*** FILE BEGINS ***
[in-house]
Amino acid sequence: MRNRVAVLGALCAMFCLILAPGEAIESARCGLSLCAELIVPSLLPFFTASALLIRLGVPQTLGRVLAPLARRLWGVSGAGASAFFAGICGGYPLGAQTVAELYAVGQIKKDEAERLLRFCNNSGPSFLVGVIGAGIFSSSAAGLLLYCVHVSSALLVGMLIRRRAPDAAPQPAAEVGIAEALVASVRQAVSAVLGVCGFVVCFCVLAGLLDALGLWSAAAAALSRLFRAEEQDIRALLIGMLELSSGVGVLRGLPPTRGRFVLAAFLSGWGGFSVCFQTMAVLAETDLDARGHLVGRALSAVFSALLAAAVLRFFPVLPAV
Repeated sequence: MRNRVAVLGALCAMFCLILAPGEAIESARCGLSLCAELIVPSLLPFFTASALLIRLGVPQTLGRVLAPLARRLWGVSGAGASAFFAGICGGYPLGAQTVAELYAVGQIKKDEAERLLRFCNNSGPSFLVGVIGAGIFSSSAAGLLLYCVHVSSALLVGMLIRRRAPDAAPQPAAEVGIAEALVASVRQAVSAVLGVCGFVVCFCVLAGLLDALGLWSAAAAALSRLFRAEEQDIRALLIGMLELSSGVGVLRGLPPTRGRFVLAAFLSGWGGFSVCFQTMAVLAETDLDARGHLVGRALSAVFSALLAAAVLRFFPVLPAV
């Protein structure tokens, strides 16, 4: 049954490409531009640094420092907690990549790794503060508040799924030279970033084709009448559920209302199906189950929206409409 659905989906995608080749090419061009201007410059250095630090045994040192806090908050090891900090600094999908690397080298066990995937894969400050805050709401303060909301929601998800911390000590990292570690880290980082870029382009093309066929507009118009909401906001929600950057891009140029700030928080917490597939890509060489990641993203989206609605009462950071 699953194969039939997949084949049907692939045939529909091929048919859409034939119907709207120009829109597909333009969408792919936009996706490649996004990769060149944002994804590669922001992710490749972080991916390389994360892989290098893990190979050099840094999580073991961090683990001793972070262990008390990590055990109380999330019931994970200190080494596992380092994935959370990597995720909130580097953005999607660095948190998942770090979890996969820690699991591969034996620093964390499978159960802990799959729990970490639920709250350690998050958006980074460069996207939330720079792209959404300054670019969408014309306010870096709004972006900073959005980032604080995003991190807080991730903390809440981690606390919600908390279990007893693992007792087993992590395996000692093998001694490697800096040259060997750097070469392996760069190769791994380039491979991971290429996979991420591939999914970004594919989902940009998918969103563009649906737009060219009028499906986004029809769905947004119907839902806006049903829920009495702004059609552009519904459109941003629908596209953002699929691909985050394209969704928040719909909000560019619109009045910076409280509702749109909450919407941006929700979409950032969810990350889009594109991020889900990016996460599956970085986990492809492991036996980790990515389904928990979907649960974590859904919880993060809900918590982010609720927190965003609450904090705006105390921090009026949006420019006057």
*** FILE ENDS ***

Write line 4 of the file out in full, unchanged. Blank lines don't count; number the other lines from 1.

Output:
């Protein structure tokens, strides 16, 4: 049954490409531009640094420092907690990549790794503060508040799924030279970033084709009448559920209302199906189950929206409409 659905989906995608080749090419061009201007410059250095630090045994040192806090908050090891900090600094999908690397080298066990995937894969400050805050709401303060909301929601998800911390000590990292570690880290980082870029382009093309066929507009118009909401906001929600950057891009140029700030928080917490597939890509060489990641993203989206609605009462950071 699953194969039939997949084949049907692939045939529909091929048919859409034939119907709207120009829109597909333009969408792919936009996706490649996004990769060149944002994804590669922001992710490749972080991916390389994360892989290098893990190979050099840094999580073991961090683990001793972070262990008390990590055990109380999330019931994970200190080494596992380092994935959370990597995720909130580097953005999607660095948190998942770090979890996969820690699991591969034996620093964390499978159960802990799959729990970490639920709250350690998050958006980074460069996207939330720079792209959404300054670019969408014309306010870096709004972006900073959005980032604080995003991190807080991730903390809440981690606390919600908390279990007893693992007792087993992590395996000692093998001694490697800096040259060997750097070469392996760069190769791994380039491979991971290429996979991420591939999914970004594919989902940009998918969103563009649906737009060219009028499906986004029809769905947004119907839902806006049903829920009495702004059609552009519904459109941003629908596209953002699929691909985050394209969704928040719909909000560019619109009045910076409280509702749109909450919407941006929700979409950032969810990350889009594109991020889900990016996460599956970085986990492809492991036996980790990515389904928990979907649960974590859904919880993060809900918590982010609720927190965003609450904090705006105390921090009026949006420019006057």